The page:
Democrats lose across the state

Story by Matthew Parks, Staff writer

On election night, Democrats across Kentucky lost in every major election.

Jim Gray, D-Lexington, Kentucky, lost the election for Kentucky U.S. Senator to incumbent Rand Paul, R-Bowling Green, who withdrew from his presidential campaign earlier this year. The race between the two was the closest of any election in the state, since Paul won with 57 percent of the total votes.

In the race for the U.S. House of Representatives First District seat, James Comer, R-Tompkinsville, won in a landslide victory against Samuel Gaskins, D-Hopkinsville, garnering 72 percent of the statewide vote.

Closer to home, the race for the Fifth District seat in the Kentucky House of Representatives ended in yet another Democrat loss.

Murray State alumnus David Ramey, D-Murray, lost to incumbent Kenny Imes, R-Murray, who has served six terms as the state representative in the Fifth District. Imes won a total of 69 percent of the state vote.

“We have got to find a way to get working class voters understanding that the greatest political asset they have is still the Democratic Party,” Ramey said. “We have not done a good job of that.”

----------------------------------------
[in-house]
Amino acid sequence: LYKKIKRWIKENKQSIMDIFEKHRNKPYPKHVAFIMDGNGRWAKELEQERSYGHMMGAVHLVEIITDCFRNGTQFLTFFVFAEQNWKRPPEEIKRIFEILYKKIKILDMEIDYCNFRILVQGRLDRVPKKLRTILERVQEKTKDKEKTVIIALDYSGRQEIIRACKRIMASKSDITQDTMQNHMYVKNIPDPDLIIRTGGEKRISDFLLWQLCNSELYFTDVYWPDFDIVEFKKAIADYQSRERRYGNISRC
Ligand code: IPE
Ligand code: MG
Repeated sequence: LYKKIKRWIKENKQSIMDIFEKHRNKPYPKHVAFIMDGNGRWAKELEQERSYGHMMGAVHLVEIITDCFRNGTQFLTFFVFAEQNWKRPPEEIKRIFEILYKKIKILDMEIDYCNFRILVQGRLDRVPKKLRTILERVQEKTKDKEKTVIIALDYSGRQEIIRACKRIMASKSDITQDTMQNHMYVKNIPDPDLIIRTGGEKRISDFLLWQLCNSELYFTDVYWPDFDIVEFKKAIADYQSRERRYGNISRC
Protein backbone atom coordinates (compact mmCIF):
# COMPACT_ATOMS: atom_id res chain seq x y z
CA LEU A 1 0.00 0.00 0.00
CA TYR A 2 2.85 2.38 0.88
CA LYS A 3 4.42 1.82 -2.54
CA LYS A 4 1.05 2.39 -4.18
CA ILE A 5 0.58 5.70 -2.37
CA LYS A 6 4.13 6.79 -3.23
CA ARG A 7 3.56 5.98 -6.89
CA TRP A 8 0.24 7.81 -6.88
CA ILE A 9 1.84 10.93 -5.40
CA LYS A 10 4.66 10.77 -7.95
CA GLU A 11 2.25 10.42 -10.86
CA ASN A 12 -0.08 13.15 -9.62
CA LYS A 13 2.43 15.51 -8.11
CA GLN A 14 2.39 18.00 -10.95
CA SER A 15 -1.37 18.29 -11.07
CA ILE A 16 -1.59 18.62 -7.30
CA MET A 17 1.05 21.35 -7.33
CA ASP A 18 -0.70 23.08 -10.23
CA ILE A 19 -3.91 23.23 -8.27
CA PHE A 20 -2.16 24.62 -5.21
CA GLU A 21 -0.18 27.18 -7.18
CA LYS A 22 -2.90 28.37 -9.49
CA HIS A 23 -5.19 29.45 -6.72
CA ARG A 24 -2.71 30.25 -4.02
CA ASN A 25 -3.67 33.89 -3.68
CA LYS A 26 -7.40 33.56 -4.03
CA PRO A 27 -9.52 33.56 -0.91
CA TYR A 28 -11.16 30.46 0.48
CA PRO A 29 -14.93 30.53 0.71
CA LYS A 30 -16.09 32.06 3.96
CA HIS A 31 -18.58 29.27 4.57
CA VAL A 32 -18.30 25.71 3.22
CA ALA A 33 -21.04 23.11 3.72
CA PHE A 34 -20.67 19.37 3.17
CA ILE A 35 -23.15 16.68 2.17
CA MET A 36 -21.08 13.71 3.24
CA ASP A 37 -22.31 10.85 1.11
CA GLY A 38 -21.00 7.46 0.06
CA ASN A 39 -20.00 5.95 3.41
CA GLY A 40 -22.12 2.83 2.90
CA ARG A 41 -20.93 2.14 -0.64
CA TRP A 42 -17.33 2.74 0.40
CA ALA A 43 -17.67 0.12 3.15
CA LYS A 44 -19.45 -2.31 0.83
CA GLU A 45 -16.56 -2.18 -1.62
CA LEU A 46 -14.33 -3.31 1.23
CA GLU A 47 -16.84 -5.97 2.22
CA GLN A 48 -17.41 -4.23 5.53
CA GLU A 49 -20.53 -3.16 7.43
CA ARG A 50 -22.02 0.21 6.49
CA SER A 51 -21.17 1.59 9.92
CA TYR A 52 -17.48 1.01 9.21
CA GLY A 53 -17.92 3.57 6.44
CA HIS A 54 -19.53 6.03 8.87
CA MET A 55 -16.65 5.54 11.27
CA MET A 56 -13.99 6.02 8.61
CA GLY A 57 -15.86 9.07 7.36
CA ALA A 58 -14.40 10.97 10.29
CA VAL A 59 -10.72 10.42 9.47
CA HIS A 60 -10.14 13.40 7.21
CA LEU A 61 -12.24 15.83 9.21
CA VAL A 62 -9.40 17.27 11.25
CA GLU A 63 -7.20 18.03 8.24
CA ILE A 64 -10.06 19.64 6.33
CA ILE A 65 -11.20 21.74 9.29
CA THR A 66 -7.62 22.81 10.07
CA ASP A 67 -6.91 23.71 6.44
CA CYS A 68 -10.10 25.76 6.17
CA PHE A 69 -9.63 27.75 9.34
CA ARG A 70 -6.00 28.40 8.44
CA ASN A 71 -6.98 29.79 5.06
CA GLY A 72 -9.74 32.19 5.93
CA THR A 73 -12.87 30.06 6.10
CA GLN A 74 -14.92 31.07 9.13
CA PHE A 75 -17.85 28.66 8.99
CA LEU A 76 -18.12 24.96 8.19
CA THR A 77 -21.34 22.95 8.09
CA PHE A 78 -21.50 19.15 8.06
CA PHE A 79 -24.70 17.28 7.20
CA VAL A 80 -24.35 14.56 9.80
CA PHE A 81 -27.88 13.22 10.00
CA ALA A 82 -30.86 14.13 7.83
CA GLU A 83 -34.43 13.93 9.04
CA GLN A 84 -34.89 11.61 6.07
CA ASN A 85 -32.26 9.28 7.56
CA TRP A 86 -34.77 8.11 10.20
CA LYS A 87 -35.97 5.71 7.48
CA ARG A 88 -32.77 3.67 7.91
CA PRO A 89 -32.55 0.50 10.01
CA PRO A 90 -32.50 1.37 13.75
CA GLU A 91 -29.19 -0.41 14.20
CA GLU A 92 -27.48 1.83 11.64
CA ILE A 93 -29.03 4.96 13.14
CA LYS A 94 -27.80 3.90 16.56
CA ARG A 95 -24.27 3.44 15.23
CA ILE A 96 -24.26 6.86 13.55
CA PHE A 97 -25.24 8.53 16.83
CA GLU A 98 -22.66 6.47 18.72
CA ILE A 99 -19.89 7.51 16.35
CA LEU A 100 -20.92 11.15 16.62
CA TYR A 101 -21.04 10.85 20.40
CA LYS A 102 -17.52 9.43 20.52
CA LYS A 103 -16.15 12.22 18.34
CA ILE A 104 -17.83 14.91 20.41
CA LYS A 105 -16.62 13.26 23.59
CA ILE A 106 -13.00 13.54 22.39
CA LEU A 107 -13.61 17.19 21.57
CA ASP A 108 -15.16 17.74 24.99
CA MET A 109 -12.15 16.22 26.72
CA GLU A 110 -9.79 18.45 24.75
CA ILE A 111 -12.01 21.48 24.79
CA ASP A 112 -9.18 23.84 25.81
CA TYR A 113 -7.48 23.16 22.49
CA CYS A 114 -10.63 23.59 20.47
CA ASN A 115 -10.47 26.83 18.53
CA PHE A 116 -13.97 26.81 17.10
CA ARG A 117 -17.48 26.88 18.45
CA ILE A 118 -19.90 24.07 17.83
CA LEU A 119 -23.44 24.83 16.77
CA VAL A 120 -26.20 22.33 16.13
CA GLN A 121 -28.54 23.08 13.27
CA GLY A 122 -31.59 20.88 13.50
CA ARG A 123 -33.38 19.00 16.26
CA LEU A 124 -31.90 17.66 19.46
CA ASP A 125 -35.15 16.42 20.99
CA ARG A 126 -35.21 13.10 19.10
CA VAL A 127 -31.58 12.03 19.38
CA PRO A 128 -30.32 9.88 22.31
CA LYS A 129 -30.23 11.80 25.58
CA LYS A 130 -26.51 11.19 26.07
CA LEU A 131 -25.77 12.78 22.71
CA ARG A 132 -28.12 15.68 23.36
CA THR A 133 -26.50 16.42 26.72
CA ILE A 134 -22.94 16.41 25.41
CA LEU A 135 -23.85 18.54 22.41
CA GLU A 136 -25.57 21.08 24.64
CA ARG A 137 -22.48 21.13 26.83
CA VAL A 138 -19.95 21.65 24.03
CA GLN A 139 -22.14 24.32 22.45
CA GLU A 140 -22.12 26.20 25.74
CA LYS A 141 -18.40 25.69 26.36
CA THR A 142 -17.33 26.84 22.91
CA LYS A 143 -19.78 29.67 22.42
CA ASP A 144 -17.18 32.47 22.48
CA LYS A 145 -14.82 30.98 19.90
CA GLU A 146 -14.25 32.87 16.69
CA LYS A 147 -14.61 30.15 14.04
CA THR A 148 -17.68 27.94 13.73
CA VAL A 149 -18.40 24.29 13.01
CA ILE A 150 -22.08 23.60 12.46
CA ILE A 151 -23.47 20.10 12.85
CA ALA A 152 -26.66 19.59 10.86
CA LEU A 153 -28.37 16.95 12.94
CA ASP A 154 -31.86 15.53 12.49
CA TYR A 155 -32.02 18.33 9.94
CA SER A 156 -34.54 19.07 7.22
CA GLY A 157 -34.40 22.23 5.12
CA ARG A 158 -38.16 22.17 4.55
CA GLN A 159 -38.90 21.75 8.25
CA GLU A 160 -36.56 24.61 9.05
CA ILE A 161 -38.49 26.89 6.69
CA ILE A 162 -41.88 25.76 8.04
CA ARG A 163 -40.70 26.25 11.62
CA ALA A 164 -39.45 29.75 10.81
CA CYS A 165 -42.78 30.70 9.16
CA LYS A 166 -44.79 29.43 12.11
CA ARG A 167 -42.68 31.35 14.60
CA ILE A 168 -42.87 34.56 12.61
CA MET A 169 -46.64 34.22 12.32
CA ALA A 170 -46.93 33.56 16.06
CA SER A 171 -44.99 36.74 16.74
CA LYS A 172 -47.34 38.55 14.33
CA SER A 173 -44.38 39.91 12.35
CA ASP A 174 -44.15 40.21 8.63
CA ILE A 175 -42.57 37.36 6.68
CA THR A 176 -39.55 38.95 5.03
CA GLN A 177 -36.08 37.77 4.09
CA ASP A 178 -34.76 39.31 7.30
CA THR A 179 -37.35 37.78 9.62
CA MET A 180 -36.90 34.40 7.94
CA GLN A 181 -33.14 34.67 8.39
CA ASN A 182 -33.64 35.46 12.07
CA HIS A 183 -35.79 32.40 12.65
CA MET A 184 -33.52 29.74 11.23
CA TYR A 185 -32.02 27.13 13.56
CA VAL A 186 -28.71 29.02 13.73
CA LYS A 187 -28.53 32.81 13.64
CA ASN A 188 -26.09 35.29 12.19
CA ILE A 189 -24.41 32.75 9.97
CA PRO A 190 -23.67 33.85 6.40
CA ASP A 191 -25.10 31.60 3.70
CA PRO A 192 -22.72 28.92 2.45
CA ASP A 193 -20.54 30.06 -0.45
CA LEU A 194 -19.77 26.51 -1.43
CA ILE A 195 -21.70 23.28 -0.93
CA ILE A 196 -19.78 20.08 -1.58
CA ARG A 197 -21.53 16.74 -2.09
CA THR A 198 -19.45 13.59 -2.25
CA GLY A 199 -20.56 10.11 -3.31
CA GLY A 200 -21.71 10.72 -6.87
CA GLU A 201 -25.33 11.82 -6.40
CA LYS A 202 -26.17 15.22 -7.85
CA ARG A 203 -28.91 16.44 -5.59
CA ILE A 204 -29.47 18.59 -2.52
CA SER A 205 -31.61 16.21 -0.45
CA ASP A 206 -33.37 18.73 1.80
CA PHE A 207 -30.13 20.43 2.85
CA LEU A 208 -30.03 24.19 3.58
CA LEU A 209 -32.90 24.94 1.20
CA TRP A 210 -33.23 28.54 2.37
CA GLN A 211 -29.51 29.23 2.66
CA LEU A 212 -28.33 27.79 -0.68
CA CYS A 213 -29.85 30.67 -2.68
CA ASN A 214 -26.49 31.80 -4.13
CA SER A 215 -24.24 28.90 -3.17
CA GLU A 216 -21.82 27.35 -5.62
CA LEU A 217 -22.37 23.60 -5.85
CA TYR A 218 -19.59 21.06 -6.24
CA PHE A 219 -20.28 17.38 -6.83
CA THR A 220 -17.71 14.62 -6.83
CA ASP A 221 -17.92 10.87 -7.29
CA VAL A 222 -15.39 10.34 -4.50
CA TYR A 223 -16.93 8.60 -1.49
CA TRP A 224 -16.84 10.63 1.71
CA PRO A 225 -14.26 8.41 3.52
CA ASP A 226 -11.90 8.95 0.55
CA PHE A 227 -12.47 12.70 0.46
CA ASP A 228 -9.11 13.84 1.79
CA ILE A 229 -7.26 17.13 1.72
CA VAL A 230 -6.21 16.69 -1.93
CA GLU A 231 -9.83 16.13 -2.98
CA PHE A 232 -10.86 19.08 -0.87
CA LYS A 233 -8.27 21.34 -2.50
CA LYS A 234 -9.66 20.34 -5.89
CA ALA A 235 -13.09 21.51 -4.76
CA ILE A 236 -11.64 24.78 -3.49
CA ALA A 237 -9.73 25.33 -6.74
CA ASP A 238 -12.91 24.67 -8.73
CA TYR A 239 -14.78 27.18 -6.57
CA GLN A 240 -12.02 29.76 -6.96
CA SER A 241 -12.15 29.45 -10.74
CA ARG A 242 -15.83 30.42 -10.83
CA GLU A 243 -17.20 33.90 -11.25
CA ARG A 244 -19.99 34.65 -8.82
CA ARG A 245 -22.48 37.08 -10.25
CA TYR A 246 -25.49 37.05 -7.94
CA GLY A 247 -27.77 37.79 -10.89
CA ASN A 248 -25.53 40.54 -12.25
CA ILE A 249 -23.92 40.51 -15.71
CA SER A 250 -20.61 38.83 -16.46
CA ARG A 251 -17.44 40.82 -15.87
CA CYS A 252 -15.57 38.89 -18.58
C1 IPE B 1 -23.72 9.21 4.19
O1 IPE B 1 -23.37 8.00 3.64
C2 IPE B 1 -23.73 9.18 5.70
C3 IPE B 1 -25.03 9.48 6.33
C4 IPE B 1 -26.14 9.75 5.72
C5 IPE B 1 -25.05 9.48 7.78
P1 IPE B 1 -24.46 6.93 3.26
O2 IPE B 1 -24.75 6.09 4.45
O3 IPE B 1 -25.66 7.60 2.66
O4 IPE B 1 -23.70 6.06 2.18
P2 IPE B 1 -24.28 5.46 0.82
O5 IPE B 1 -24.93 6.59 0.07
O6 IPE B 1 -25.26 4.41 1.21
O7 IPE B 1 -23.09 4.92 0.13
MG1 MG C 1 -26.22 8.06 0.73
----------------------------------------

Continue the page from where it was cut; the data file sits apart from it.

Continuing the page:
Ramey said the Democratic Party in Kentucky is suffering from a base that is aging out and not bringing in enough “young faces” to make up for the difference. He said the vitriolic nature of politics, especially in this year’s elections, has painted the Democratic Party as something they are not.

“I’ve never tried to take anybody’s guns,” Ramey said. “I’ve never tried to make anybody marry somebody they didn’t want to marry, and I haven’t killed any babies. We have to articulate a message that dispels these myths that take the focus off the real issues.”

Ramey said he believes that with a Republican-controlled state, working men and women will suffer from stagnated incomes and the loss of state-instituted protections.

Murray’s city council members were also elected during Tuesday’s elections. Most of those elected were previously seated on the council and were allowed to remain by popular vote.